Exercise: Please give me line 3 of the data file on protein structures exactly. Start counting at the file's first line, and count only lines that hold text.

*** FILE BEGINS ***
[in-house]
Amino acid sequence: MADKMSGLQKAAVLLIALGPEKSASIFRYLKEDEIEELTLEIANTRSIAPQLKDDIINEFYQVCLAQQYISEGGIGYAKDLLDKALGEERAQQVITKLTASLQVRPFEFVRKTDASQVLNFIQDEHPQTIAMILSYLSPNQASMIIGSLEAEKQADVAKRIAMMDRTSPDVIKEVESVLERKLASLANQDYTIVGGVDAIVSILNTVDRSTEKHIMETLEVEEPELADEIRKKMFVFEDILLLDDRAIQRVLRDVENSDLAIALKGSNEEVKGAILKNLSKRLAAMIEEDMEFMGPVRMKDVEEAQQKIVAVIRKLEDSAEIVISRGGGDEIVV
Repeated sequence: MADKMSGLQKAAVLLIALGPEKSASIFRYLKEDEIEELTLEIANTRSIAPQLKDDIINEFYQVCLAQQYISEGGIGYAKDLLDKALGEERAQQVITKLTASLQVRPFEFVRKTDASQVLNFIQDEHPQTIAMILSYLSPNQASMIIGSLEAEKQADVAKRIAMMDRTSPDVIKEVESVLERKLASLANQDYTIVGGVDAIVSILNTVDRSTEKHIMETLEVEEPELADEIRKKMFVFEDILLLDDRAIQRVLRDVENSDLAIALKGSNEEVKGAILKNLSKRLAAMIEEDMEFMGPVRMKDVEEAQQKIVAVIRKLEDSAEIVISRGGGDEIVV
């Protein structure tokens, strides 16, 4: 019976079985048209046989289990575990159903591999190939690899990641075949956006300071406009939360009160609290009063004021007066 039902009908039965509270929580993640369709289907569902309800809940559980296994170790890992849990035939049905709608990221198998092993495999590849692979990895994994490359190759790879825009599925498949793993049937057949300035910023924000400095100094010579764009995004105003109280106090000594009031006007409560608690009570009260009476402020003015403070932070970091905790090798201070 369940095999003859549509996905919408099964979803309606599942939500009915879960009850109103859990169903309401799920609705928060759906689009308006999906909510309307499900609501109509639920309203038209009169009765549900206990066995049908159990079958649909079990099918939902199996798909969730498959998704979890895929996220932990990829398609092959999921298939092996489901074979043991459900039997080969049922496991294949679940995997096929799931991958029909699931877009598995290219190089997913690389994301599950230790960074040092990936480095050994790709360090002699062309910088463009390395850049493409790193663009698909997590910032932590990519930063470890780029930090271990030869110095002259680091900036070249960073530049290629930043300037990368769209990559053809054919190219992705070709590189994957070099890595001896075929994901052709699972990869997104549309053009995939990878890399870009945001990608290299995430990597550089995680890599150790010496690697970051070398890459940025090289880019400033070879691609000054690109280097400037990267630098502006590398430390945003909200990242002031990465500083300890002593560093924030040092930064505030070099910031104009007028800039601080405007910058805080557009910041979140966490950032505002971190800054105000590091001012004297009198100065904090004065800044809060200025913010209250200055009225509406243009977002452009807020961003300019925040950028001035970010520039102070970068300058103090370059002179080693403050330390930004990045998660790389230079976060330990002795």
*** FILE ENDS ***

Repeated sequence: MADKMSGLQKAAVLLIALGPEKSASIFRYLKEDEIEELTLEIANTRSIAPQLKDDIINEFYQVCLAQQYISEGGIGYAKDLLDKALGEERAQQVITKLTASLQVRPFEFVRKTDASQVLNFIQDEHPQTIAMILSYLSPNQASMIIGSLEAEKQADVAKRIAMMDRTSPDVIKEVESVLERKLASLANQDYTIVGGVDAIVSILNTVDRSTEKHIMETLEVEEPELADEIRKKMFVFEDILLLDDRAIQRVLRDVENSDLAIALKGSNEEVKGAILKNLSKRLAAMIEEDMEFMGPVRMKDVEEAQQKIVAVIRKLEDSAEIVISRGGGDEIVV